DPS 2001 meeting, November 2001
Session 37. Galilean and Other Outer Planet Satellite Posters
Displayed, 9:00am Tuesday - 3:00pm Saturday, Highlighted, Friday, November 30, 2001, 9:00-10:30am, French Market Exhibit Hall

## [37.02] Tides on Self-gravitating, Compressible Bodies

T.A. Hurford, R. Greenberg (Univ. of Arizona, LPL)

Most modern derivations of tidal amplitude follow the approach presented by Love [1]. Love's analysis for a homogeneous sphere assumed an incompressible material, which required introduction of a non-rigorously justified pressure term. We have solved the more general case of arbitrary compressibility, which allows for a more straightforward derivation [2,3]. We find the h2 love number of a body of radius R, density \rho, by solving the deformation equation [4], \mu \nabla2 \vec{u} = \rho \vec{\nabla}U - (\lambda + \mu) \vec{\nabla}(\vec{\nabla} \cdot \vec{u}) where \mu is the rigidity of the body and \lambda the Lamé constant. The potential U is the sum of (a) the tide raising potential, (b) the potential of surface mass shifted above or below the spherical surface, (c) potential due to the internal density changes and (d) the change in potential of each bit of volume due to its displacement \vec{u}. A self-consistent solution can be obtained with

U = \sumq=0\infty b(2+2q) r(2+2q) ( 3/2 \cos2 \theta - 1/2 ).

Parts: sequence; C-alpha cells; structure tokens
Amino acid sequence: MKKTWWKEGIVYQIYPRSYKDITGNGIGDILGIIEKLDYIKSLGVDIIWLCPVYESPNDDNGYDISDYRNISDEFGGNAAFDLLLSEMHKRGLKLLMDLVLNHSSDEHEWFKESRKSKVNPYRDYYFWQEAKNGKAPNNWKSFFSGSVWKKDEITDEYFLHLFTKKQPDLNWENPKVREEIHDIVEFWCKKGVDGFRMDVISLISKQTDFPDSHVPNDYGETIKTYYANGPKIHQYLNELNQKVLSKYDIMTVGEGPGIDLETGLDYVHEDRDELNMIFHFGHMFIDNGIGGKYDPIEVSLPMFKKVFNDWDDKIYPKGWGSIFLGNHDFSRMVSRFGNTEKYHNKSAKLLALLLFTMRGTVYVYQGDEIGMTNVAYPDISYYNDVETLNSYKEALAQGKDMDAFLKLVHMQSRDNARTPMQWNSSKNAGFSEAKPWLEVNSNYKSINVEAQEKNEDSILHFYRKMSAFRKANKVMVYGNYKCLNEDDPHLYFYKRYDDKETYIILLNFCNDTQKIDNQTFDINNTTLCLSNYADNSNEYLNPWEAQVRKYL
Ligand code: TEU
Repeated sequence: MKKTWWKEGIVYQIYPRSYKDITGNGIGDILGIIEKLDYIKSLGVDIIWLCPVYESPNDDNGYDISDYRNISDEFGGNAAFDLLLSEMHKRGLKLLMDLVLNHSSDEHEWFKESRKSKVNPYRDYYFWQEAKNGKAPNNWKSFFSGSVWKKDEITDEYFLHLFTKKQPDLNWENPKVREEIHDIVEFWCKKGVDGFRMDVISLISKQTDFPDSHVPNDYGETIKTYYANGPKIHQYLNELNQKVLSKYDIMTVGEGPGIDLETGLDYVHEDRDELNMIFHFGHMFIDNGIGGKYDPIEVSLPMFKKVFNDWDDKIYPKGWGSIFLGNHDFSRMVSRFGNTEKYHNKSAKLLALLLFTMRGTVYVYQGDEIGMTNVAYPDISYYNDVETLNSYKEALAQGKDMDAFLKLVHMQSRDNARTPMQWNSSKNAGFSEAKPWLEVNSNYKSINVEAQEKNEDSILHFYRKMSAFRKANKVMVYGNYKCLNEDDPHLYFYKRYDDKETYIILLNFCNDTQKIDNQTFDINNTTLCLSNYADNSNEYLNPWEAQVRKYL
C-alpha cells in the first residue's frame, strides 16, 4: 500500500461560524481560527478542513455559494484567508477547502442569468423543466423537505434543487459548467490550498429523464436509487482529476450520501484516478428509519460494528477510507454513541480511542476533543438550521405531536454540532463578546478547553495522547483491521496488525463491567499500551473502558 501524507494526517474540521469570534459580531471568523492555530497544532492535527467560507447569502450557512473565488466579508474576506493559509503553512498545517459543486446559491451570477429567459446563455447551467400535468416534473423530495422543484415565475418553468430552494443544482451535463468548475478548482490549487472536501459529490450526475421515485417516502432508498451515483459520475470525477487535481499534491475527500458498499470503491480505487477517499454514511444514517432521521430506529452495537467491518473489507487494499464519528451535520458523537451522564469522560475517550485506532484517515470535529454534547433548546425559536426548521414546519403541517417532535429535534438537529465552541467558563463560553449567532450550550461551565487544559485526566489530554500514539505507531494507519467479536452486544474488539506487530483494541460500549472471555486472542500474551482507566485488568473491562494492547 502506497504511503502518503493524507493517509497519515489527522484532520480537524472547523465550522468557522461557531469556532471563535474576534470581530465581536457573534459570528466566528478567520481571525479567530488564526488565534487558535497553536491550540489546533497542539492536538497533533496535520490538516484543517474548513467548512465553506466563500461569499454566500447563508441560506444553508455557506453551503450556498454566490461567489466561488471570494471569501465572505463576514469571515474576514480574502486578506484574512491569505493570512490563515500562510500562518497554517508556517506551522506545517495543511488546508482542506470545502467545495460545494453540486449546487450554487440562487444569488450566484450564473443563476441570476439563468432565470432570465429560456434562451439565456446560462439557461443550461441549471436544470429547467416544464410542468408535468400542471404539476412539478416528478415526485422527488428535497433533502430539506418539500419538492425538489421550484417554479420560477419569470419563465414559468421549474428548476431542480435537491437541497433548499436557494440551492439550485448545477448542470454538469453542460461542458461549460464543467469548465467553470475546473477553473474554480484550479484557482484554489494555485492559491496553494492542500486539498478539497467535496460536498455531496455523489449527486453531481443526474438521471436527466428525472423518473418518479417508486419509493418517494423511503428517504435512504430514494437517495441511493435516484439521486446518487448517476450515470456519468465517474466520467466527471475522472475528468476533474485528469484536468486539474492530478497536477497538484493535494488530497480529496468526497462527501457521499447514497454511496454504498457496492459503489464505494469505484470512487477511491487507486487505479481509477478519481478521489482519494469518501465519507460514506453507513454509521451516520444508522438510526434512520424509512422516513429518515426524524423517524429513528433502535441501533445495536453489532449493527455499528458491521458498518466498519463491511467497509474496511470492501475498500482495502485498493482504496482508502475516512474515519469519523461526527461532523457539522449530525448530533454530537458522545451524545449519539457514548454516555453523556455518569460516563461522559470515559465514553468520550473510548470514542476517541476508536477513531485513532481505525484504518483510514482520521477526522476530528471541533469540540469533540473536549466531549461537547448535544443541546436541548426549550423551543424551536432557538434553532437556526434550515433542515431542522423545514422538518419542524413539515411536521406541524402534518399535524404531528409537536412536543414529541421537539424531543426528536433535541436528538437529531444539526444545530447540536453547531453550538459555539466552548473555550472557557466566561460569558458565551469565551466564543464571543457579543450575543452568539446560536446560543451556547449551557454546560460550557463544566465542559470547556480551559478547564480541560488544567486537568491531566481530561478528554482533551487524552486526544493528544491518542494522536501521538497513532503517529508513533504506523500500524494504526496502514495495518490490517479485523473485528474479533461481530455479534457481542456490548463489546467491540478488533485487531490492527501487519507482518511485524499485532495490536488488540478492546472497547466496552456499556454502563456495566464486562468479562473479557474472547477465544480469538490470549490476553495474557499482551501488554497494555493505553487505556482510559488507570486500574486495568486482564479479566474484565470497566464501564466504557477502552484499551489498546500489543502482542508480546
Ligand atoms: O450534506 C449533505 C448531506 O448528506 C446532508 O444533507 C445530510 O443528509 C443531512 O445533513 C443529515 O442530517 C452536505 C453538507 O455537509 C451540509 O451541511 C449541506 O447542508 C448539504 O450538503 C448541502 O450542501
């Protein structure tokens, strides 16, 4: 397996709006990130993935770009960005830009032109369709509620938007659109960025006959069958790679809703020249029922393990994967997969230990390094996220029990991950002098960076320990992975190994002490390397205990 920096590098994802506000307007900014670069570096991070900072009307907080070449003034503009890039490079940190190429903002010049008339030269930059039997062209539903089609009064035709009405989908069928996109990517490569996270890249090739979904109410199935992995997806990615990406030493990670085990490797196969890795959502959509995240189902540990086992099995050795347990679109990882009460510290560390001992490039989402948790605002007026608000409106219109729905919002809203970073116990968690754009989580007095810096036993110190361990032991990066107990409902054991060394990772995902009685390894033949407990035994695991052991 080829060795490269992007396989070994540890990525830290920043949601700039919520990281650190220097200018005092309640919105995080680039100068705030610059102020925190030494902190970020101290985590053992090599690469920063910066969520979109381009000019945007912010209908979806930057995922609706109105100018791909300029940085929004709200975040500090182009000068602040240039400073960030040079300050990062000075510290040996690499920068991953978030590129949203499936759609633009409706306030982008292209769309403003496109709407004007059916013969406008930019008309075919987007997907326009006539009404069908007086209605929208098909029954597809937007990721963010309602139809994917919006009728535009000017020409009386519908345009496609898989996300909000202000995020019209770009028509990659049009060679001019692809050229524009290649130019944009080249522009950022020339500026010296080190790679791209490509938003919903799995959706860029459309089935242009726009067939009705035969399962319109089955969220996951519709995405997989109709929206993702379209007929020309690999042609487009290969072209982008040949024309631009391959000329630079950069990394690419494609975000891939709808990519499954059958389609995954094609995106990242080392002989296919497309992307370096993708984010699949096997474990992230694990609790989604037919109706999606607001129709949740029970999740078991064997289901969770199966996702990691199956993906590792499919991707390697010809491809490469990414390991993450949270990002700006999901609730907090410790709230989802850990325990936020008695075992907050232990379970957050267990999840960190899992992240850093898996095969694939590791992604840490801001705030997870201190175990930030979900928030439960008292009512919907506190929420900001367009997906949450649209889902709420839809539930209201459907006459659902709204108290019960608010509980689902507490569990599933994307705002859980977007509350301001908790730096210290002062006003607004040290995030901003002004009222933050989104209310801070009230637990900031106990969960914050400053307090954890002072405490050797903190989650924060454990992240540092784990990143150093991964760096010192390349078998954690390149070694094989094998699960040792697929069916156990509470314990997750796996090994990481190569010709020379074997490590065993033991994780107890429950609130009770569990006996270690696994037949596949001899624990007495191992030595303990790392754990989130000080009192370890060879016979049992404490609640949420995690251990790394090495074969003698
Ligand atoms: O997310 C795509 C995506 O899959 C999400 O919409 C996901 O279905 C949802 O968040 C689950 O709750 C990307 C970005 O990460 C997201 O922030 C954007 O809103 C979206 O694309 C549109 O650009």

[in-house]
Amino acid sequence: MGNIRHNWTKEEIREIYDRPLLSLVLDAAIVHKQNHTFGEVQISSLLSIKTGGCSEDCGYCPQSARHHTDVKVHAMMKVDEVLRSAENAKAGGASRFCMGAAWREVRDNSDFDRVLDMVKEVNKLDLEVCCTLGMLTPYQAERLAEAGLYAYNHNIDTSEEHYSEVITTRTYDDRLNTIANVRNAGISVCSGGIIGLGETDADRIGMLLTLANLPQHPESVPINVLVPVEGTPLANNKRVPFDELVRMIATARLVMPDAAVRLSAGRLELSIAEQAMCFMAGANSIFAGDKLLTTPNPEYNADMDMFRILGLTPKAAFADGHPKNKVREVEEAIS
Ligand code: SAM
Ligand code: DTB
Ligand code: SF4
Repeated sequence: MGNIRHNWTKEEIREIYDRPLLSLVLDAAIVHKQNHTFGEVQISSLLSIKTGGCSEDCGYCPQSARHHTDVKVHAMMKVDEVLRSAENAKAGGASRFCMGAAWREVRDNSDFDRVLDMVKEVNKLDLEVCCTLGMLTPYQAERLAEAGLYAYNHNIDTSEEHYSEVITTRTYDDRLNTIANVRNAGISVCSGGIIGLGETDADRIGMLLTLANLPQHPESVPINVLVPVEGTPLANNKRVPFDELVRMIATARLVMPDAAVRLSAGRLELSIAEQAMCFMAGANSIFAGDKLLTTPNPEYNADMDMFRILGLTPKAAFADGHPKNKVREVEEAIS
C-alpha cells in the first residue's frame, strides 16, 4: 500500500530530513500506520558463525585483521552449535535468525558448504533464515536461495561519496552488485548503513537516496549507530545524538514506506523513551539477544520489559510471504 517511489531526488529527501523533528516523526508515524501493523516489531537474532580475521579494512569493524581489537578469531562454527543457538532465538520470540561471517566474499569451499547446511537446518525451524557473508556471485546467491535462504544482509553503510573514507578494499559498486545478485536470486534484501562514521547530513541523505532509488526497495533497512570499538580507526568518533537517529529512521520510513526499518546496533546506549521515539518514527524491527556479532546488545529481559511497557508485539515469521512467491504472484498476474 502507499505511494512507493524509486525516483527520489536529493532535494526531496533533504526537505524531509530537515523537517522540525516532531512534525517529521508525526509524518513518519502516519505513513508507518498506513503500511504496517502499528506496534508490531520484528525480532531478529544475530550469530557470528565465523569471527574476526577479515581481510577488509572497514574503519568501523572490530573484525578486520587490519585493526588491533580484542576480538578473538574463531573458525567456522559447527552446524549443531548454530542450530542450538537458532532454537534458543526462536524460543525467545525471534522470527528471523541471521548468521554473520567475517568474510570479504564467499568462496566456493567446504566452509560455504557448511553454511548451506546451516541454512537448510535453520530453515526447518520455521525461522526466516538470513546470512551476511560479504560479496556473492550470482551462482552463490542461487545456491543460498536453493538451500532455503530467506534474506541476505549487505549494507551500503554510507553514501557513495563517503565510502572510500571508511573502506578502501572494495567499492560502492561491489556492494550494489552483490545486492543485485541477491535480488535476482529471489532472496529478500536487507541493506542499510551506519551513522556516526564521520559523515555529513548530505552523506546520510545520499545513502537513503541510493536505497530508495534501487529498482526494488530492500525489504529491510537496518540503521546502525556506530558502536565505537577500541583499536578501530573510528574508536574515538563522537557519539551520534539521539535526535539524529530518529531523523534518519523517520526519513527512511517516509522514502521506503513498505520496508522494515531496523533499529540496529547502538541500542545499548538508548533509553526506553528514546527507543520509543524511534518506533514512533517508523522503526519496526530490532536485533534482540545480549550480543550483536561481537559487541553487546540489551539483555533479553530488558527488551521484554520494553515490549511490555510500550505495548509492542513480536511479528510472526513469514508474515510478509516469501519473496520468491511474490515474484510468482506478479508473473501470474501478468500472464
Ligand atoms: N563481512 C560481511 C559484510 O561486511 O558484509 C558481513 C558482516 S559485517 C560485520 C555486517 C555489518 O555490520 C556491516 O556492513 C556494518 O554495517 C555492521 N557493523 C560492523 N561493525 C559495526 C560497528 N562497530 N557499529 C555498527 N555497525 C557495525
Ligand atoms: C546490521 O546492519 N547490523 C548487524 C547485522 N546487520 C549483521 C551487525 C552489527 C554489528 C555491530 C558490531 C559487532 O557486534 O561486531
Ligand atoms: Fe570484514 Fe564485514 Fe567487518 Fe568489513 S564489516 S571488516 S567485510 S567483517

In [1] and [3] only the r2 term was considered, which was valid only if compressibility is small or elasticity governs deformation (i.e. \rho g R \ll (\lambda + 2 \mu)). The solution with only the r2 term reduces to Love's [1] solution in the limit of zero compressibility (\lambda = \infty). However, for rock \mu ~\lambda [4], in which case h2 is enhanced by ~3 %, and solutions for greater compressibility give up to 8 % enhancement of tidal amplitude.

If \rho g R is significant, higher order r(2q+2) terms are important and even greater corrections are required to the classical tidal amplitude. \\ \\ [1] Love, A.E.H., New York Dover Publications, 1944 [2] Hurford, T.A. and R. Greenberg, \emph{Lunar Plan. Sci. XXXII} 1741, 2001 [3] Hurford, T.A. and R. Greenberg, 2001 DDA meeting, \emph{Bull. Amer. Astron. Soc.} in press [4] Kaula, W.M., John Wiley & Sons, Inc., 1968